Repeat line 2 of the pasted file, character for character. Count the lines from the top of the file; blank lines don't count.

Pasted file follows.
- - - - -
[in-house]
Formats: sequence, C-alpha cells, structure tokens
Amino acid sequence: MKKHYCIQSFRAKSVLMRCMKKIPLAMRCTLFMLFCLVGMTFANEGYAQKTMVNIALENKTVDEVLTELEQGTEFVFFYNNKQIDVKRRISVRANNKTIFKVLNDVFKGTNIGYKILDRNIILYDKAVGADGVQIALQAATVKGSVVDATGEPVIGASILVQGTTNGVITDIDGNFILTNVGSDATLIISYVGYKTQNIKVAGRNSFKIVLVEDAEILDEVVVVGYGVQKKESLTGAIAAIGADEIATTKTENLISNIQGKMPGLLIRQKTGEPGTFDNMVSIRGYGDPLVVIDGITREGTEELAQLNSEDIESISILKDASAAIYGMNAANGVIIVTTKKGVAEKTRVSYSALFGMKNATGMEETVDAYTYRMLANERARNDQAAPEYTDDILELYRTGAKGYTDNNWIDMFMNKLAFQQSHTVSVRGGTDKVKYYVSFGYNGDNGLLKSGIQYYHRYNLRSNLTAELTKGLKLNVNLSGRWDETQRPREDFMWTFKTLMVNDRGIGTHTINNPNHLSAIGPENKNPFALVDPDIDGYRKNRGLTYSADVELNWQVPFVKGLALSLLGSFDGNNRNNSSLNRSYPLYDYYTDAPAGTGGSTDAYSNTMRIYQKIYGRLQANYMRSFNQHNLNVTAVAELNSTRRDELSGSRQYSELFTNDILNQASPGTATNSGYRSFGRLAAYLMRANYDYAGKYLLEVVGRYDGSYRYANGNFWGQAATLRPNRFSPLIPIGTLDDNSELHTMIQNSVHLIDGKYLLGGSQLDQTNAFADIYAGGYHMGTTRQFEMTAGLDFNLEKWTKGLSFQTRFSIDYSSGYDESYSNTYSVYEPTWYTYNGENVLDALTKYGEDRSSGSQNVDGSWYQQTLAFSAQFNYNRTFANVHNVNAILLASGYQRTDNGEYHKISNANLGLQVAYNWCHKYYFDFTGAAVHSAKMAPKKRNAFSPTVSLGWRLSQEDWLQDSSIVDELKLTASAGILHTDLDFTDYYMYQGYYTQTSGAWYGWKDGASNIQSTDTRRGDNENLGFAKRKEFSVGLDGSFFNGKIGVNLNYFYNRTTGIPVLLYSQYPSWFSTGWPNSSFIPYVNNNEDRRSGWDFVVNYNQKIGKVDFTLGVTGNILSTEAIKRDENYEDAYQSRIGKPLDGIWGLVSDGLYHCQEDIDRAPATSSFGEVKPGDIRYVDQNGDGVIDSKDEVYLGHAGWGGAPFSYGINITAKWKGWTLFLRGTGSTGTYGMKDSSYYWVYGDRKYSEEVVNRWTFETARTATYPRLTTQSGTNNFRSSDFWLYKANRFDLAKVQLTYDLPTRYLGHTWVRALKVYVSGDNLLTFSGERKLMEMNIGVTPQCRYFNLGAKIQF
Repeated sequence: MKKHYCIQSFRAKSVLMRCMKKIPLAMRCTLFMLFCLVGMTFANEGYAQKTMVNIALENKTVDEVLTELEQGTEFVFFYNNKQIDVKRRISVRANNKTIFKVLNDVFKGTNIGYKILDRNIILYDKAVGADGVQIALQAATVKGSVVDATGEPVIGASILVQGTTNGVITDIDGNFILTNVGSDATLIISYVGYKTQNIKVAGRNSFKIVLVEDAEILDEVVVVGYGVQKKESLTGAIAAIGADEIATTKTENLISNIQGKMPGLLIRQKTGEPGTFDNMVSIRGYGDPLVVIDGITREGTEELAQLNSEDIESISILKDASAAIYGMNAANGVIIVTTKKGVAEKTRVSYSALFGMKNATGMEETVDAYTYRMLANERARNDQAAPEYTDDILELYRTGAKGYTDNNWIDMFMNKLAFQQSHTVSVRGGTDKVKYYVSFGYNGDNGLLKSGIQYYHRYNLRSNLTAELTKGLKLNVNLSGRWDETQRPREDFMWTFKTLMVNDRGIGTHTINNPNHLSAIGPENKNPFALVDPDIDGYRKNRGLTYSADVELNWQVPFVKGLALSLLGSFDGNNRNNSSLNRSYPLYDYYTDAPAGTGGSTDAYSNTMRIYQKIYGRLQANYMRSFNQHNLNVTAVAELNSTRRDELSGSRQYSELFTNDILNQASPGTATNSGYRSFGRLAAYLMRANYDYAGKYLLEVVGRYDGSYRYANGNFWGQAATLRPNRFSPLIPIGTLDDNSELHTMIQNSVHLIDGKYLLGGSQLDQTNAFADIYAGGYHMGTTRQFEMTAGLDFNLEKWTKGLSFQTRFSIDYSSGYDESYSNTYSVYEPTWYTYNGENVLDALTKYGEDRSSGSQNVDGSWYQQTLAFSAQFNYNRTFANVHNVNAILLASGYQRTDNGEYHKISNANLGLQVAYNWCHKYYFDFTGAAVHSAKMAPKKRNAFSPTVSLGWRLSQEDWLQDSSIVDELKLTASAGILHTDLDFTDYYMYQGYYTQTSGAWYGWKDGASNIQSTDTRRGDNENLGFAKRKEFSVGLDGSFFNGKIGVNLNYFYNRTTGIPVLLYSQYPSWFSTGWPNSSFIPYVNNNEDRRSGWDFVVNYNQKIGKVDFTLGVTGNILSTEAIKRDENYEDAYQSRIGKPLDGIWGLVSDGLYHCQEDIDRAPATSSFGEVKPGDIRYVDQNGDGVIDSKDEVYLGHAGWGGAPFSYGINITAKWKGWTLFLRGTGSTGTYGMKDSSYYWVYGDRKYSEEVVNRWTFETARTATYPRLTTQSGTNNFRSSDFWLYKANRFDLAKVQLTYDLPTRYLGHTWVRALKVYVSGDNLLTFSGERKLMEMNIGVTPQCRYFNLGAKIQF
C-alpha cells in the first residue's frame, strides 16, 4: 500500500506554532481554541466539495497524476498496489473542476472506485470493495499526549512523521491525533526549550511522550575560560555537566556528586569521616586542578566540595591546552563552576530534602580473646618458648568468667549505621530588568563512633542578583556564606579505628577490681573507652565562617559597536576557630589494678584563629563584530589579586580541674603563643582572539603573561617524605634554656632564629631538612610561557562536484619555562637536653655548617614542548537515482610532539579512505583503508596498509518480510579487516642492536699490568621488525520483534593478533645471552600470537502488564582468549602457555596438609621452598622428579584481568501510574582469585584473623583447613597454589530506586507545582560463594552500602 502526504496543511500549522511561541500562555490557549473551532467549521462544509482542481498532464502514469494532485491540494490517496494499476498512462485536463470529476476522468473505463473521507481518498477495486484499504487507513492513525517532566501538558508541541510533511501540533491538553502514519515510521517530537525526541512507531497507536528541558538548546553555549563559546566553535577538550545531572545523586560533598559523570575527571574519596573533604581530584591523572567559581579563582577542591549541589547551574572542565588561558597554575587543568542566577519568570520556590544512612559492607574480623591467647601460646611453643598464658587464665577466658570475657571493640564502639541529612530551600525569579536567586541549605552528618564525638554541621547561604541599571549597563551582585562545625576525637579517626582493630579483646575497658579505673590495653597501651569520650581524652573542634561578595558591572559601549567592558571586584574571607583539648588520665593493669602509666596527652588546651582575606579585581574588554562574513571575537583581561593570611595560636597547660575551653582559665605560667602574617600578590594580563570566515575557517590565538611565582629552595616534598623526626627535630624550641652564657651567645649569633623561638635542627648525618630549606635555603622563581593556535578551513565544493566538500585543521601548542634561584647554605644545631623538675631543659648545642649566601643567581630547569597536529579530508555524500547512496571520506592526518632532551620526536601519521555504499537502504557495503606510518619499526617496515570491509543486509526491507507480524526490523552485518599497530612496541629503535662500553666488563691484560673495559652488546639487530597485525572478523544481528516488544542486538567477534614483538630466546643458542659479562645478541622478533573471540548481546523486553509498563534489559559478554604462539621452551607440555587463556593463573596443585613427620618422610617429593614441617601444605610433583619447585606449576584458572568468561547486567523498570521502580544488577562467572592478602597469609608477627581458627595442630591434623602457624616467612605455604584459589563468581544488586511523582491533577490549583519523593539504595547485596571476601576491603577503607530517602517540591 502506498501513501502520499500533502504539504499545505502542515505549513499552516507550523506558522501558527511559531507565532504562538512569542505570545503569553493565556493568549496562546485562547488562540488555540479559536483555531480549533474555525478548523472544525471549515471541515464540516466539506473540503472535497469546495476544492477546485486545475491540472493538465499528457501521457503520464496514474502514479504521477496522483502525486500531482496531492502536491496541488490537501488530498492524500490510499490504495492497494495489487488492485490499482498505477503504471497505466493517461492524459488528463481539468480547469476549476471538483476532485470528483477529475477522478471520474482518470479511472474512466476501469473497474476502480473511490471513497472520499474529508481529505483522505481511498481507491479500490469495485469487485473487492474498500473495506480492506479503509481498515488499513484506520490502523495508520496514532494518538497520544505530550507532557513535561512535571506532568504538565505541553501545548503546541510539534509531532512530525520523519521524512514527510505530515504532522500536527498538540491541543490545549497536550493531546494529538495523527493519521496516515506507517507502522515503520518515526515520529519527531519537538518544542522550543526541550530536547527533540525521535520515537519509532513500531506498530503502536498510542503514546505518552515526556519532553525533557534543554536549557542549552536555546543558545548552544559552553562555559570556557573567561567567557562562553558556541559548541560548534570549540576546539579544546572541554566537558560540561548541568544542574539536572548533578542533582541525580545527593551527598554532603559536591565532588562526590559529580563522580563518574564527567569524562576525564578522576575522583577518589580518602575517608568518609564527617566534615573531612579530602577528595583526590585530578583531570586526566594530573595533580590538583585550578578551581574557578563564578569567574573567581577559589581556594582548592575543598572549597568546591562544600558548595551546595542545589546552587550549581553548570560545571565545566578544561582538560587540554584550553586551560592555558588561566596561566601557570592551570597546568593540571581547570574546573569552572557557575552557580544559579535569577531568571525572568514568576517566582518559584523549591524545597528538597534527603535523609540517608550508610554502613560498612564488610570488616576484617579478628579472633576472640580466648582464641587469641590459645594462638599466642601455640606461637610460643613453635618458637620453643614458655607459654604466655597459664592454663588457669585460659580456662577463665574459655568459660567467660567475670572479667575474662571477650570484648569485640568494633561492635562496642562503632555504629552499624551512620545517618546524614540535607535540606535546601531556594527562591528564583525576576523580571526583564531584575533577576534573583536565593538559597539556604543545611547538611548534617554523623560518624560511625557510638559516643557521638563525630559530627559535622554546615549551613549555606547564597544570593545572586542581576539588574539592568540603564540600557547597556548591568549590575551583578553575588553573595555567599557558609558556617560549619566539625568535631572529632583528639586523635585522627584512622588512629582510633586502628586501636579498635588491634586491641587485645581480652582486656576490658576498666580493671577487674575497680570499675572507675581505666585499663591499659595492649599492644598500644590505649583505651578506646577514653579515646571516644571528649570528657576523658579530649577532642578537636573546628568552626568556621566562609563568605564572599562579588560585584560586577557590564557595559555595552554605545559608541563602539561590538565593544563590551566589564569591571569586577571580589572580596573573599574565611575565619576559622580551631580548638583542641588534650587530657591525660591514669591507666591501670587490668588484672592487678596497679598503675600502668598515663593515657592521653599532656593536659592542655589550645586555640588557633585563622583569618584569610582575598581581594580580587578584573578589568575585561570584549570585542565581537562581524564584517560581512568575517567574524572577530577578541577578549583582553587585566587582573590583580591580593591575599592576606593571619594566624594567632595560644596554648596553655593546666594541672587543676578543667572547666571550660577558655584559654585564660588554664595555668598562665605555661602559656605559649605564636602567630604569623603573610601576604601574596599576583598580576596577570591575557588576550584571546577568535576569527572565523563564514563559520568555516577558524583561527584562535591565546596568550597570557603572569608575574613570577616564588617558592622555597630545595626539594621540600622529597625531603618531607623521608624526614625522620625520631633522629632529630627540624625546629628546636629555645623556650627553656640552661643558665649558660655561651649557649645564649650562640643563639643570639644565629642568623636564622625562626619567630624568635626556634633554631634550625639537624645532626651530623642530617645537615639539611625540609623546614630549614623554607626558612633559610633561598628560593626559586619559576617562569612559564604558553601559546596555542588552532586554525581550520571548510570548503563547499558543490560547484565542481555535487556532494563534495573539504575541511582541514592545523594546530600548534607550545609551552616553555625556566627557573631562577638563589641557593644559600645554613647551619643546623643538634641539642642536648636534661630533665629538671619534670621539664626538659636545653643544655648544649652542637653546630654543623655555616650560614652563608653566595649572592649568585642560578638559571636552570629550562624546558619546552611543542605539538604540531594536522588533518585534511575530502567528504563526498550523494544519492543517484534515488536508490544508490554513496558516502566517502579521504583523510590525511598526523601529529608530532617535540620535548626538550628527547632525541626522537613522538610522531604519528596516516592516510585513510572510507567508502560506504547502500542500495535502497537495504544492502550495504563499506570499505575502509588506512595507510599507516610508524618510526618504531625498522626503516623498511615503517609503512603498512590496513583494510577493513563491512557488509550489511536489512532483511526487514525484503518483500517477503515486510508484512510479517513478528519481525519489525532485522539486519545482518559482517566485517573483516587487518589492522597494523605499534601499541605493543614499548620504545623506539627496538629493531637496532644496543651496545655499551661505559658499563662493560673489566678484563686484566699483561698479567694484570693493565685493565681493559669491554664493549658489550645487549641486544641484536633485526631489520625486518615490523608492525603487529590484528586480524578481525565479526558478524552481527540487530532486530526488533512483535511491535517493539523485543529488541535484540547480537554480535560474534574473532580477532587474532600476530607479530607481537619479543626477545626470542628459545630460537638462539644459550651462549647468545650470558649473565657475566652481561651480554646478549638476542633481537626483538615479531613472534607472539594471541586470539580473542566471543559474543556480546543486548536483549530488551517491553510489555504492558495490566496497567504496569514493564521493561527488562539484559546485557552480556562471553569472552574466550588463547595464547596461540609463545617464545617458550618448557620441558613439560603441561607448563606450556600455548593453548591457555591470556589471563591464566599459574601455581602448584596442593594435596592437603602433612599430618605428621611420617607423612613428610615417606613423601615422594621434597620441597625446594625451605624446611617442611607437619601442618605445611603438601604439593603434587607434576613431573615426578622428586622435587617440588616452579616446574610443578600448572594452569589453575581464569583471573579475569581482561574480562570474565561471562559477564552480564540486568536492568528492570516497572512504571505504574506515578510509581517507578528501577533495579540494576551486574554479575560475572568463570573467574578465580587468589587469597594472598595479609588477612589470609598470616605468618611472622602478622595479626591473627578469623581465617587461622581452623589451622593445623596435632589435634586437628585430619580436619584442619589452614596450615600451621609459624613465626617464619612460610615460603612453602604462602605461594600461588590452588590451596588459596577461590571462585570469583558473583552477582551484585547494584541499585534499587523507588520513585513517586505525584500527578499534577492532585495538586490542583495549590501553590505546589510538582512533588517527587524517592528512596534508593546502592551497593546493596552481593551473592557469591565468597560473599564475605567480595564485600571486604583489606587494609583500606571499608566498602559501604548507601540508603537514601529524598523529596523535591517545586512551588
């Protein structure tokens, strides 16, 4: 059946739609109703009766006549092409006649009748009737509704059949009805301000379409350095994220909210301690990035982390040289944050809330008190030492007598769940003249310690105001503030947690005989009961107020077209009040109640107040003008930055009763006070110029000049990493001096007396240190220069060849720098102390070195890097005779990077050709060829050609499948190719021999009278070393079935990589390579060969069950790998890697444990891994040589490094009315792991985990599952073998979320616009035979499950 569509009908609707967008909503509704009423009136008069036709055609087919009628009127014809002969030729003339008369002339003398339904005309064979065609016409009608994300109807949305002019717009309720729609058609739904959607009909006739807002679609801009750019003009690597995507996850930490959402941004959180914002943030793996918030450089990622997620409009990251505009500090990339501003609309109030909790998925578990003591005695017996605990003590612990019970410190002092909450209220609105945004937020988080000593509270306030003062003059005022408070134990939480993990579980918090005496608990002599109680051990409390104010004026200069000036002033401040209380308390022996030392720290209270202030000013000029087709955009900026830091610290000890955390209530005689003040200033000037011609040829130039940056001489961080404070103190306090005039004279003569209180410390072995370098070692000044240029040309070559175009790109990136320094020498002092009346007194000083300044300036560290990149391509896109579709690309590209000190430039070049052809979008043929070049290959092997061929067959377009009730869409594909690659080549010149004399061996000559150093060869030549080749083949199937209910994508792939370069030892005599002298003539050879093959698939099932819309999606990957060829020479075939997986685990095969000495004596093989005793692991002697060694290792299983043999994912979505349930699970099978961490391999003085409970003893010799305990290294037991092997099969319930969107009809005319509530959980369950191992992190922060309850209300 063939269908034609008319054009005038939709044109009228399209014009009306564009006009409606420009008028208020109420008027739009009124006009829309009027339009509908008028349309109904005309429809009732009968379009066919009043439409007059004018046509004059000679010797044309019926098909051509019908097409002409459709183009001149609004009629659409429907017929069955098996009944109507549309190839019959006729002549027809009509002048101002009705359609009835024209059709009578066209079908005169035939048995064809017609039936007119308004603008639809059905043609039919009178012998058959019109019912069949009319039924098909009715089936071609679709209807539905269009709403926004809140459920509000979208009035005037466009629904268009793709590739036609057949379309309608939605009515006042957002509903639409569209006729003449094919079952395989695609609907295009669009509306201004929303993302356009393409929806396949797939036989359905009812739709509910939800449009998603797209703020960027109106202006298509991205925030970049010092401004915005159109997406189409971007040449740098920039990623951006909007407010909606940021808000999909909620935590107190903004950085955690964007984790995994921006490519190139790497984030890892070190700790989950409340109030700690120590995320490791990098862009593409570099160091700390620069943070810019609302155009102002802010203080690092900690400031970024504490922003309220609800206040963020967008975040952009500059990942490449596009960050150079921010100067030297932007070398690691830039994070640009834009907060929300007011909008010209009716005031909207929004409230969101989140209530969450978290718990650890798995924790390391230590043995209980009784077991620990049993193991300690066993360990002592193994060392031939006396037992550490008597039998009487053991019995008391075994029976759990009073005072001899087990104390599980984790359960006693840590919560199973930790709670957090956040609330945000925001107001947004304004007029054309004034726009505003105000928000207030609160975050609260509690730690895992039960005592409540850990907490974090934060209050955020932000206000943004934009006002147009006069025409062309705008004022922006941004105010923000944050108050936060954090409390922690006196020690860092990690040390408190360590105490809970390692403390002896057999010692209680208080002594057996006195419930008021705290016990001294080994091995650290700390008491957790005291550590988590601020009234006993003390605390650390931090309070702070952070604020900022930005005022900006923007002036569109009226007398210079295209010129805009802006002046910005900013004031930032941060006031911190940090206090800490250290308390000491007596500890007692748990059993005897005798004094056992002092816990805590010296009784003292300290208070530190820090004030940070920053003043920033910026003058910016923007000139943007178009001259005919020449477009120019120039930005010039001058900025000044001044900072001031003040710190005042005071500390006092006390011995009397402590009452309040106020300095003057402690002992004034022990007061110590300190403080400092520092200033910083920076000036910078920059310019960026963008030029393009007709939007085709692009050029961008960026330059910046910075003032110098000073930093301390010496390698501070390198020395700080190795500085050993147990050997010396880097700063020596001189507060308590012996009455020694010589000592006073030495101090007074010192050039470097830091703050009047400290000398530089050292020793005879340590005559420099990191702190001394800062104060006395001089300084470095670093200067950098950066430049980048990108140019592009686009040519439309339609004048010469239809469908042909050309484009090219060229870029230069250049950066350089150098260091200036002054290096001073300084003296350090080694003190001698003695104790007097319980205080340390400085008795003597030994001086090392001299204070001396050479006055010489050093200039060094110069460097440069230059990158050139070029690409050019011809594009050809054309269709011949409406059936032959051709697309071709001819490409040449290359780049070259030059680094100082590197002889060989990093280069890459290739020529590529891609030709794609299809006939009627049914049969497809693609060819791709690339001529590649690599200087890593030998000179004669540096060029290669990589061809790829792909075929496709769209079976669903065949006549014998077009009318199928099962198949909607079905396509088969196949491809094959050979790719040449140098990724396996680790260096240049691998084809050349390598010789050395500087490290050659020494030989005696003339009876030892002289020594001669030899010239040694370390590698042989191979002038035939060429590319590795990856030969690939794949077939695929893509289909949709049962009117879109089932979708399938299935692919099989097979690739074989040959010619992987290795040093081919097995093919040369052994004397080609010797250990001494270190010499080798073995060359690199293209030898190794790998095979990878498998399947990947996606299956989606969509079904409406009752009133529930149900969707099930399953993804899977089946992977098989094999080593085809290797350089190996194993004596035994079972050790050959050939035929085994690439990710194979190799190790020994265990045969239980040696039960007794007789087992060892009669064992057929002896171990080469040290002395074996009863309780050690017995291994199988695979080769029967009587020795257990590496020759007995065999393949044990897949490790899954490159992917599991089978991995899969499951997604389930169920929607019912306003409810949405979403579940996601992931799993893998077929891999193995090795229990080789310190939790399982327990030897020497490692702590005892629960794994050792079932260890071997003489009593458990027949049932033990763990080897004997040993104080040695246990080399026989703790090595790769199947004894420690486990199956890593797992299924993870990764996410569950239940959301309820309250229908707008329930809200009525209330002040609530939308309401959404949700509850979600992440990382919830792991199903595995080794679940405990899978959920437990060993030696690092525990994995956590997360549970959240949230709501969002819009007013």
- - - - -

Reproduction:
Formats: sequence, C-alpha cells, structure tokens